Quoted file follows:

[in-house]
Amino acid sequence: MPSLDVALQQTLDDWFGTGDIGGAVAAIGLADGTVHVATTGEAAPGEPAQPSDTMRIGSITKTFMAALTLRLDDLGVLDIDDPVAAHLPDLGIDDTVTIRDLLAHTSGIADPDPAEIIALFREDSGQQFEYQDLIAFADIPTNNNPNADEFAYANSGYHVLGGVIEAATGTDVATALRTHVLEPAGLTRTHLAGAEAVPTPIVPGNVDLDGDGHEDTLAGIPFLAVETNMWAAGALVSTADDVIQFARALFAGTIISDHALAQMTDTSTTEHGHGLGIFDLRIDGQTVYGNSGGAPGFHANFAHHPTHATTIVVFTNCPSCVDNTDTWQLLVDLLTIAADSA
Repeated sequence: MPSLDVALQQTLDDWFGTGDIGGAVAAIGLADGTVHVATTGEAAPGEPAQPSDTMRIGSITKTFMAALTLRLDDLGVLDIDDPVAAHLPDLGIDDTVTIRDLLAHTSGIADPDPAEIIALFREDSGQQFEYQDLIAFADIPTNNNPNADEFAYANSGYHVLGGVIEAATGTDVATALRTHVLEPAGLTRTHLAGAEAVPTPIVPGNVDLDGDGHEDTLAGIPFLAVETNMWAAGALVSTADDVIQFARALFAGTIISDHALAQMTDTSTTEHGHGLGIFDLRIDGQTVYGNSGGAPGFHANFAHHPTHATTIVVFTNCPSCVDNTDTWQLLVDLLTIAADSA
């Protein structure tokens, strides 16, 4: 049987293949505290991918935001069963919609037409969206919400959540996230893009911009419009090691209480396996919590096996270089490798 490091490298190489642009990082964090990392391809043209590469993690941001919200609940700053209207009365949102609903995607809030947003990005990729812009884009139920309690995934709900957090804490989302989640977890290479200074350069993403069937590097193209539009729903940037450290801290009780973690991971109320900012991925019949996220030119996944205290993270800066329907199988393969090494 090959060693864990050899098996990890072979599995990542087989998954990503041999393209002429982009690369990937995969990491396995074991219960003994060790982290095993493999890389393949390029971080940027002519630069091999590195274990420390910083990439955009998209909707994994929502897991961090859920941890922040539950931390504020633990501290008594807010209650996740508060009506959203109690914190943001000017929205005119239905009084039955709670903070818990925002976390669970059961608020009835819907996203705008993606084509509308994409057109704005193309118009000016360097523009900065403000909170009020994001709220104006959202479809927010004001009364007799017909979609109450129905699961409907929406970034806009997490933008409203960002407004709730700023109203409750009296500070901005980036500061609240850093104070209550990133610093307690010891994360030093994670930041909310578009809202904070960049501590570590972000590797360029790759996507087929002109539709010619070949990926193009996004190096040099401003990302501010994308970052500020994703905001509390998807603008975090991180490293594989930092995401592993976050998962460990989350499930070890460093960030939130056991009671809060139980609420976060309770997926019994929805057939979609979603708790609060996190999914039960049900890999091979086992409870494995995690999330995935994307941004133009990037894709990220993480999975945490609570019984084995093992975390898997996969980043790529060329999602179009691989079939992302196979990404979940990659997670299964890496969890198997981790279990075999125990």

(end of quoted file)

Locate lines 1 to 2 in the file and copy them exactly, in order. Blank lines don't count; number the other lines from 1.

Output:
[in-house]
Amino acid sequence: MPSLDVALQQTLDDWFGTGDIGGAVAAIGLADGTVHVATTGEAAPGEPAQPSDTMRIGSITKTFMAALTLRLDDLGVLDIDDPVAAHLPDLGIDDTVTIRDLLAHTSGIADPDPAEIIALFREDSGQQFEYQDLIAFADIPTNNNPNADEFAYANSGYHVLGGVIEAATGTDVATALRTHVLEPAGLTRTHLAGAEAVPTPIVPGNVDLDGDGHEDTLAGIPFLAVETNMWAAGALVSTADDVIQFARALFAGTIISDHALAQMTDTSTTEHGHGLGIFDLRIDGQTVYGNSGGAPGFHANFAHHPTHATTIVVFTNCPSCVDNTDTWQLLVDLLTIAADSA